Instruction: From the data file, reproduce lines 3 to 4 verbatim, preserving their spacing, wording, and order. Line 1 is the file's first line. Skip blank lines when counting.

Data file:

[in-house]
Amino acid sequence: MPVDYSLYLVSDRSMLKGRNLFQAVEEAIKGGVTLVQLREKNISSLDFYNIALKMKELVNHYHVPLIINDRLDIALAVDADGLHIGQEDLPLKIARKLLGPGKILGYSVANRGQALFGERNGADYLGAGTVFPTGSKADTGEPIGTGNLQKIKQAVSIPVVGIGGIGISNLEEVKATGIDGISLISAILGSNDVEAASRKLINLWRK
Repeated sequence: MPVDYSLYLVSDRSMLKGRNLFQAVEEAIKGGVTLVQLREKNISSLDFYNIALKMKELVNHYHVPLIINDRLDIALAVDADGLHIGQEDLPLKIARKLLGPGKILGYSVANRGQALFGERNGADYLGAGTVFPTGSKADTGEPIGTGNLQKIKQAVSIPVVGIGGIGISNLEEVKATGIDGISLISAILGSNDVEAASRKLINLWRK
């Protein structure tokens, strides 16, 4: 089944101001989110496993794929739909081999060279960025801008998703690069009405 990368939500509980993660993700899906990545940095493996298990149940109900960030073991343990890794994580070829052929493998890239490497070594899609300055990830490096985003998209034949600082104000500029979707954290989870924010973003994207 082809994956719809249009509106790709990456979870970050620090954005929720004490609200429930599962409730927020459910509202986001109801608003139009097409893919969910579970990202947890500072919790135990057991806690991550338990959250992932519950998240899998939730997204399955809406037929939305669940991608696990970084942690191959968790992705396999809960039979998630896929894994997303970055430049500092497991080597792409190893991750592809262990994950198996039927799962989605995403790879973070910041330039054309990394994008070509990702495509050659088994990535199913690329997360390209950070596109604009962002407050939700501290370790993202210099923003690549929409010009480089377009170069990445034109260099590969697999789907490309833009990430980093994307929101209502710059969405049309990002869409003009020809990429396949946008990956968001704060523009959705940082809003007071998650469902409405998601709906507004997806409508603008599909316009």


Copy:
Repeated sequence: MPVDYSLYLVSDRSMLKGRNLFQAVEEAIKGGVTLVQLREKNISSLDFYNIALKMKELVNHYHVPLIINDRLDIALAVDADGLHIGQEDLPLKIARKLLGPGKILGYSVANRGQALFGERNGADYLGAGTVFPTGSKADTGEPIGTGNLQKIKQAVSIPVVGIGGIGISNLEEVKATGIDGISLISAILGSNDVEAASRKLINLWRK
């Protein structure tokens, strides 16, 4: 089944101001989110496993794929739909081999060279960025801008998703690069009405 990368939500509980993660993700899906990545940095493996298990149940109900960030073991343990890794994580070829052929493998890239490497070594899609300055990830490096985003998209034949600082104000500029979707954290989870924010973003994207 082809994956719809249009509106790709990456979870970050620090954005929720004490609200429930599962409730927020459910509202986001109801608003139009097409893919969910579970990202947890500072919790135990057991806690991550338990959250992932519950998240899998939730997204399955809406037929939305669940991608696990970084942690191959968790992705396999809960039979998630896929894994997303970055430049500092497991080597792409190893991750592809262990994950198996039927799962989605995403790879973070910041330039054309990394994008070509990702495509050659088994990535199913690329997360390209950070596109604009962002407050939700501290370790993202210099923003690549929409010009480089377009170069990445034109260099590969697999789907490309833009990430980093994307929101209502710059969405049309990002869409003009020809990429396949946008990956968001704060523009959705940082809003007071998650469902409405998601709906507004997806409508603008599909316009």